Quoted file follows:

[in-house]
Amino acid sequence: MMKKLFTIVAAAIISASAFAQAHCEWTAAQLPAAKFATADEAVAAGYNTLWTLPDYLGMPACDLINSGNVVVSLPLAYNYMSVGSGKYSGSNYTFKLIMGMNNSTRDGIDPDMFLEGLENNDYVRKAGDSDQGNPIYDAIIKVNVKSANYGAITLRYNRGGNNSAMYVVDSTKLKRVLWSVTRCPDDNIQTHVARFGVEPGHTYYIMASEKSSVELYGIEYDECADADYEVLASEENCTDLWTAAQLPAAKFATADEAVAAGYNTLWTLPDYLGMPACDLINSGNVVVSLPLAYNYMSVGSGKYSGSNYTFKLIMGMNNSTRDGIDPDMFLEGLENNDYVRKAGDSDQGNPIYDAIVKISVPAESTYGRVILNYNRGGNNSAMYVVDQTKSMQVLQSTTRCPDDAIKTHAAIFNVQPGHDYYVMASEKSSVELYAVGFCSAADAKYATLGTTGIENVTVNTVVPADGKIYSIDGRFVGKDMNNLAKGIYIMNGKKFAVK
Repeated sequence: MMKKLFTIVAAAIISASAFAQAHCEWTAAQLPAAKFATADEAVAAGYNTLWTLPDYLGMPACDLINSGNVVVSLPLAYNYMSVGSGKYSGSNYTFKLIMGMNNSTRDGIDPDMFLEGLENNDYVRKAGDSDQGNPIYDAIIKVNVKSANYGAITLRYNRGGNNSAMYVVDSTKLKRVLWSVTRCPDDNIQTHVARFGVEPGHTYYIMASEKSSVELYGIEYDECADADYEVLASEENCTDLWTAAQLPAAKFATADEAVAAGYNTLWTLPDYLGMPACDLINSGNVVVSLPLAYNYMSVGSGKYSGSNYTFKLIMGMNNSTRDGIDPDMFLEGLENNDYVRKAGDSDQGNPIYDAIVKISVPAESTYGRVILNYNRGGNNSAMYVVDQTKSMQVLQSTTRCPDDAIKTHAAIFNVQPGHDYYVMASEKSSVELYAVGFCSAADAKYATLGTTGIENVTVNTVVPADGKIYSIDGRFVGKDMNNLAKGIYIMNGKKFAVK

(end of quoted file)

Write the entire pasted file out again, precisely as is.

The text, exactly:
[in-house]
Amino acid sequence: MMKKLFTIVAAAIISASAFAQAHCEWTAAQLPAAKFATADEAVAAGYNTLWTLPDYLGMPACDLINSGNVVVSLPLAYNYMSVGSGKYSGSNYTFKLIMGMNNSTRDGIDPDMFLEGLENNDYVRKAGDSDQGNPIYDAIIKVNVKSANYGAITLRYNRGGNNSAMYVVDSTKLKRVLWSVTRCPDDNIQTHVARFGVEPGHTYYIMASEKSSVELYGIEYDECADADYEVLASEENCTDLWTAAQLPAAKFATADEAVAAGYNTLWTLPDYLGMPACDLINSGNVVVSLPLAYNYMSVGSGKYSGSNYTFKLIMGMNNSTRDGIDPDMFLEGLENNDYVRKAGDSDQGNPIYDAIVKISVPAESTYGRVILNYNRGGNNSAMYVVDQTKSMQVLQSTTRCPDDAIKTHAAIFNVQPGHDYYVMASEKSSVELYAVGFCSAADAKYATLGTTGIENVTVNTVVPADGKIYSIDGRFVGKDMNNLAKGIYIMNGKKFAVK
Repeated sequence: MMKKLFTIVAAAIISASAFAQAHCEWTAAQLPAAKFATADEAVAAGYNTLWTLPDYLGMPACDLINSGNVVVSLPLAYNYMSVGSGKYSGSNYTFKLIMGMNNSTRDGIDPDMFLEGLENNDYVRKAGDSDQGNPIYDAIIKVNVKSANYGAITLRYNRGGNNSAMYVVDSTKLKRVLWSVTRCPDDNIQTHVARFGVEPGHTYYIMASEKSSVELYGIEYDECADADYEVLASEENCTDLWTAAQLPAAKFATADEAVAAGYNTLWTLPDYLGMPACDLINSGNVVVSLPLAYNYMSVGSGKYSGSNYTFKLIMGMNNSTRDGIDPDMFLEGLENNDYVRKAGDSDQGNPIYDAIVKISVPAESTYGRVILNYNRGGNNSAMYVVDQTKSMQVLQSTTRCPDDAIKTHAAIFNVQPGHDYYVMASEKSSVELYAVGFCSAADAKYATLGTTGIENVTVNTVVPADGKIYSIDGRFVGKDMNNLAKGIYIMNGKKFAVK